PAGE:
Sunday, August 16, 2009

Billy Joel - An Innocent Man (LP, 1983)

When I get to a point where I own the majority of an artist's catalog, there's something in me that feels the need to complete the collection. This, coupled with the sheer affordability of the purchase, must have been what came over me when I decided to buy this LP. Nothing else could explain why I own this crapfest.

This is one of those records that I bought (I'm sure I paid no more than fifty cents), then upon bringing it home, looked at it and thought "Why in the fuck did I think this had any redeeming qualities?" From the opening tepid funk groove of "Easy Money," I knew I had made a terrible, terrible mistake.

Of course, it also bears mentioning that I would have made an incompetent music exec in the 80's. If Billy Joel would have come to me and asked my thoughts on him paying homage to a bunch of acts that inspired him 25 years earlier by attempting to replicate their sound, I wouldn't have hesitated to tell him that it was career suicide. Needless to say, this album spawned numerous hits and made Joel an even bigger star than he was.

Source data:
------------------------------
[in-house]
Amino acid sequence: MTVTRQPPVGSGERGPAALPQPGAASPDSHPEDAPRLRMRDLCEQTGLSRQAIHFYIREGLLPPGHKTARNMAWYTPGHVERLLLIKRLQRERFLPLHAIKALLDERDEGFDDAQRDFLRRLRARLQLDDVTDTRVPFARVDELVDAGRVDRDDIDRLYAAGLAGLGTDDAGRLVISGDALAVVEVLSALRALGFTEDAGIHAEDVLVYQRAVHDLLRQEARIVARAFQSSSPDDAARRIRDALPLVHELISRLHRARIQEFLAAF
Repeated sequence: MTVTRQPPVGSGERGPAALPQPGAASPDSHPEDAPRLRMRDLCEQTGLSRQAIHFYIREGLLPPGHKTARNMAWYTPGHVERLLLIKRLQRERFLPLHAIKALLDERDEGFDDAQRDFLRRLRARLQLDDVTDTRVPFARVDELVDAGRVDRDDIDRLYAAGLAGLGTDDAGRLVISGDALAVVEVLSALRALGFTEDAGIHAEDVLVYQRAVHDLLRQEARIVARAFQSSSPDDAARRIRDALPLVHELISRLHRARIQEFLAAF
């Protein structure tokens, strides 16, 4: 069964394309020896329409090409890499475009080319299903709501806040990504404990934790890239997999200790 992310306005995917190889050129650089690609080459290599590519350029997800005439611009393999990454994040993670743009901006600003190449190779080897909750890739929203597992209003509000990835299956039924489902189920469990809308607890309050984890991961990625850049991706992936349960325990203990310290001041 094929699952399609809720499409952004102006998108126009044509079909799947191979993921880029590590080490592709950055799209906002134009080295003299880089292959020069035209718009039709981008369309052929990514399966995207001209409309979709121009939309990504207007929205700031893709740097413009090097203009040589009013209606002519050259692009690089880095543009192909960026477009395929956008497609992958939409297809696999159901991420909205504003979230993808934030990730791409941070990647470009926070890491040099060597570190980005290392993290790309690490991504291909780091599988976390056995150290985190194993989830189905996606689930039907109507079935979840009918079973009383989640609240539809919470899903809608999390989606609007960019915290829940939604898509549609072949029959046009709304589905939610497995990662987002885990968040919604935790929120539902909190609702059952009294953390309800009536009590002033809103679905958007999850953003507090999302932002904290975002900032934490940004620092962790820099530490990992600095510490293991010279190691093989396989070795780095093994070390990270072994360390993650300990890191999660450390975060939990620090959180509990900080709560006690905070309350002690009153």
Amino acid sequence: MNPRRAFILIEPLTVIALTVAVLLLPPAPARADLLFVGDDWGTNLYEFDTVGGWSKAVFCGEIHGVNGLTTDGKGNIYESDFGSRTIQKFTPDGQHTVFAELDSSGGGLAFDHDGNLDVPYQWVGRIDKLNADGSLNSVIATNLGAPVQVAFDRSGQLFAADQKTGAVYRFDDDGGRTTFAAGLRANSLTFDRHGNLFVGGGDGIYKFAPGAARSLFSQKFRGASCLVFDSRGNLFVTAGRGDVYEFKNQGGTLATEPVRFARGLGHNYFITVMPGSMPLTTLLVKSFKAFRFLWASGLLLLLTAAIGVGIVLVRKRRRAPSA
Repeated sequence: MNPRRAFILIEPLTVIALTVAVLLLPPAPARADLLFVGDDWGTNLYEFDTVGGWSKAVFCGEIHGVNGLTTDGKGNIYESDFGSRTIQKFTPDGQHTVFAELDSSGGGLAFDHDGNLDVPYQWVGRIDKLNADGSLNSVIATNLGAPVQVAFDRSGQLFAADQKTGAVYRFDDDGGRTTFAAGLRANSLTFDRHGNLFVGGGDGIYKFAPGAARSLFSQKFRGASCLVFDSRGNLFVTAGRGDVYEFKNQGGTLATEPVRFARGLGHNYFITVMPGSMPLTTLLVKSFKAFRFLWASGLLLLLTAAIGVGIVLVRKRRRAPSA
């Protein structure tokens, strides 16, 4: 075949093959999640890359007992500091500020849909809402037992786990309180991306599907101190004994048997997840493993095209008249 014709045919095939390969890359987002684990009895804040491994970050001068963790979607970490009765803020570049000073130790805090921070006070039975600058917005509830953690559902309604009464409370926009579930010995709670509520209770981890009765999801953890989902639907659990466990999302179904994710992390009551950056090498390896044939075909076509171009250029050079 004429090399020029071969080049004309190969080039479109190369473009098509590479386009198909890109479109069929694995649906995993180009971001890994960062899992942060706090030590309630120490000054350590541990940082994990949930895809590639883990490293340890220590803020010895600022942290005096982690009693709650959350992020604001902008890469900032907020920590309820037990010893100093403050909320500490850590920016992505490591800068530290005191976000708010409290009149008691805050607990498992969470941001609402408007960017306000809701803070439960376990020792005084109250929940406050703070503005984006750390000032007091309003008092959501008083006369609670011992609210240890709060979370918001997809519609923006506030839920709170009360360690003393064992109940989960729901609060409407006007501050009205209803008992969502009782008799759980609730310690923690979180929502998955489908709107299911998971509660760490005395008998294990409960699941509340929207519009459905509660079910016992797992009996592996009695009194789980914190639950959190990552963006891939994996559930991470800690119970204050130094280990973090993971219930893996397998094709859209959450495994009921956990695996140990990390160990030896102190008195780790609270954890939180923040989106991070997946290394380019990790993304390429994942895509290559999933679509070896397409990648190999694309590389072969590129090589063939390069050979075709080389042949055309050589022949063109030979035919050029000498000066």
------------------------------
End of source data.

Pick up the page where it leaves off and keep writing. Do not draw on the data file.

But, it was all at the expense of him assing out in a series of cornball videos and making music that seemed far beneath him. Maybe he just had me fooled with the early shit. Who knows. But your parents loooove this record.

The lesson to be learned here (and I don't think this is my last Billy Joel LP, so clearly I had to learn the really hard way) is that when you're dealing with a artist that has a lengthy catalog, it's ok to only dig a certain era. And that way you can be the cool guy who says things like "Yeah, I like Billy Joel, but only the pre-'83 shit." Or "I only listen to pre-Graffiti Bridge Prince (a good rule of thumb, by the way).

Maybe it was Christie Brinkley that fucked everything up for Billy. He does sound way too happy on this record. And you know that's not good.

"Keeping the Faith"

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